ViiV Healthcare has always been something unique in the global drug industry.

Owned by GlaxoSmithKline and Pfizer — with GSK in the lead as majority owner — it was created 10 years ago in a time of deep turmoil for the field as something independent of the pharma giants, but with access to lots of infrastructural support on demand. While R&D at the mother ship inside GSK was souring, a razor-focused ViiV provided a rare bright spot, challenging Gilead on a lucrative front in delivering new combinations that require fewer therapies with a more easily tolerated regimen.

They kept a massive number of people alive who would otherwise have been facing a death sentence. And they made money.

And throughout, John Pottage has been the chief scientific and chief medical officer.

Until now.

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Chas­ing Roche's ag­ing block­buster fran­chise, Am­gen/Al­ler­gan roll out Avastin, Her­ceptin knock­offs at dis­count

Let the long battle for biosimilars in the cancer space begin.

Amgen has launched its Avastin and Herceptin copycats — licensed from the predecessors of Allergan — almost two years after the FDA had stamped its approval on Mvasi (bevacizumab-awwb) and three months after the Kanjinti OK (trastuzumab-anns). While the biotech had been fielding biosimilars in Europe, this marks their first foray in the US — and the first oncology biosimilars in the country.

Seer adds ex-FDA chief Mark Mc­Clel­lan to the board; Her­cules Cap­i­tal makes it of­fi­cial for new CEO Scott Bluestein

→ On the same day it announced a $17.5 million Series C, life sciences and health data company Seer unveiled that it had lured former FDA commissioner and ex-CMS administrator Mark McClellan on to its board. “Mark’s deep understanding of the health care ecosystem and visionary insights on policy reform will be crucial in informing our thinking as we work to bring our liquid biopsy and life sciences products to market,” said Seer chief and founder Omid Farokhzad in a statement.

Daniel O'Day

No­var­tis hands off 3 pre­clin­i­cal pro­grams to the an­tivi­ral R&D mas­ters at Gilead

Gilead CEO Daniel O’Day’s new task hunting up a CSO for the company isn’t stopping the industry’s dominant antiviral player from doing pipeline deals.

The big biotech today snapped up 3 preclinical antiviral programs from pharma giant Novartis, with drugs promising to treat human rhinovirus, influenza and herpes viruses. We don’t know what the upfront is, but the back end has $291 million in milestones baked in.

Vas Narasimhan, AP Images

On a hot streak, No­var­tis ex­ecs run the odds on their two most im­por­tant PhI­II read­outs. Which is 0.01% more like­ly to suc­ceed?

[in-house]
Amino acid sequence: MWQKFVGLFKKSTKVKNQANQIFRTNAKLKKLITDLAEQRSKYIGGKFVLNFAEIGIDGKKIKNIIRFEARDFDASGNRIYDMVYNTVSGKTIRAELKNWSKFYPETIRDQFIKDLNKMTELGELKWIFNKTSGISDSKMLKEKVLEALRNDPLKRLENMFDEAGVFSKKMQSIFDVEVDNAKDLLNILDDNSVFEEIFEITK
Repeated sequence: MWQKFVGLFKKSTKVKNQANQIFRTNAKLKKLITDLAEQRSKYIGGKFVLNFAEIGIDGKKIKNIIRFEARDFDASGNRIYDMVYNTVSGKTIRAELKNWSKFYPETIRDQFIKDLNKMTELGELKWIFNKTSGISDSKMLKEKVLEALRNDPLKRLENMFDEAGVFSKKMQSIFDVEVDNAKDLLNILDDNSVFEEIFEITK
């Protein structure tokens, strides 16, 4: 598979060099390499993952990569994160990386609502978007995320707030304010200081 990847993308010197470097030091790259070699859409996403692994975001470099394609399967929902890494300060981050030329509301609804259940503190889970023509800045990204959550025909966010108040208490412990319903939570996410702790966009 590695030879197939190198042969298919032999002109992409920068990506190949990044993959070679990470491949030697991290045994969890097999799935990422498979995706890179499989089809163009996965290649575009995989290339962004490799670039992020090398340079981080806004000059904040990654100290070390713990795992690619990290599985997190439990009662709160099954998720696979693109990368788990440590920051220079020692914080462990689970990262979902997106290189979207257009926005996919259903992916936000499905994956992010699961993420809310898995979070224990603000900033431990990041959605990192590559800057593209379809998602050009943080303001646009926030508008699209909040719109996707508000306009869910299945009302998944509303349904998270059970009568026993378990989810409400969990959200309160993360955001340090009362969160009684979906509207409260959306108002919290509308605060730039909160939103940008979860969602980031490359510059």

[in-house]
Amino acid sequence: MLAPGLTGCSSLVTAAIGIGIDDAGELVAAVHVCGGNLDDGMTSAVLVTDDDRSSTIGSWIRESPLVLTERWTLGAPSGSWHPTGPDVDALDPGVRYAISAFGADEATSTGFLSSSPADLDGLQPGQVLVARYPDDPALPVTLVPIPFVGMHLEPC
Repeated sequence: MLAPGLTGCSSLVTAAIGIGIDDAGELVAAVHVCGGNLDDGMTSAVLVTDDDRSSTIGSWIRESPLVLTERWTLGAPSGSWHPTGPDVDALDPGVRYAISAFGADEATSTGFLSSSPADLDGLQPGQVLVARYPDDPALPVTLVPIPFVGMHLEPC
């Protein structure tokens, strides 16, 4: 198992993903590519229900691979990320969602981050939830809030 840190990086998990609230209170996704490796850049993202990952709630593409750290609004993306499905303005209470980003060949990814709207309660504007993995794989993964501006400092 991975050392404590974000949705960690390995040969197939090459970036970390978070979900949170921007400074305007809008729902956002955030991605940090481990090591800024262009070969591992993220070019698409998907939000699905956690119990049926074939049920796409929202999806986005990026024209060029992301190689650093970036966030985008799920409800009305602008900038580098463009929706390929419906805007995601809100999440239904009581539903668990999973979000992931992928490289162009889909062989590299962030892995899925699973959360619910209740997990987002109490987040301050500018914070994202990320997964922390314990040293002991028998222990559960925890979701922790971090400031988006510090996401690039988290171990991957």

Novartis CEO Vas Narasimhan is living in the sweet spot right now.

The numbers are running a bit better than expected, the pipeline — which he assembled as development chief — is performing and the stock popped more than 4% on Thursday as the executive team ran through their assessment of Q2 performance.

Year-to-date the stock is up 28%, so the investors will be beaming. Anyone looking for chinks in their armor — and there are plenty giving it a shot — right now focus on payer acceptance of their $2.1 million gene therapy Zolgensma, where it’s early days. And CAR-T continues to underperform, but Novartis doesn’t appear to be suffering from it.

So what could go wrong?

Actually, not much. But Tim Anderson at Wolfe pressed Narasimhan and his development chief John Tsai to pick which of two looming Phase III readouts with blockbuster implication had the better odds of success.

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On a glob­al romp, Boehringer BD team picks up its third R&D al­liance for Ju­ly — this time fo­cused on IPF with $50M up­front

Boehringer Ingelheim’s BD team is on a global deal spree. The German pharma company just wrapped its third deal in 3 weeks, going back to Korea for its latest pipeline pact — this time focused on idiopathic pulmonary fibrosis.

They’re handing over $50 million to get their hands on BBT-877, an ATX inhibitor from Korea’s Bridge Biotherapeutics that was on display at a science conference in Dallas recently. There’s not a whole lot of data to evaluate the prospects here.

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Servi­er scoots out of an­oth­er col­lab­o­ra­tion with Macro­Gen­ics, writ­ing off their $40M

Servier is walking out on a partnership with MacroGenics $MGNX — for the second time.

After the market closed on Wednesday MacroGenics put out word that Servier is severing a deal — inked close to 7 years ago — to collaborate on the development of flotetuzumab and other Dual-Affinity Re-Targeting (DART) drugs in its pipeline.

MacroGenics CEO Scott Koenig shrugged off the departure of Servier, which paid $20 million to kick off the alliance and $20 million to option flotetuzumab — putting a heavily back-ended $1 billion-plus in additional biobuck money on the table for the anti-CD123/CD3 bispecific and its companion therapies.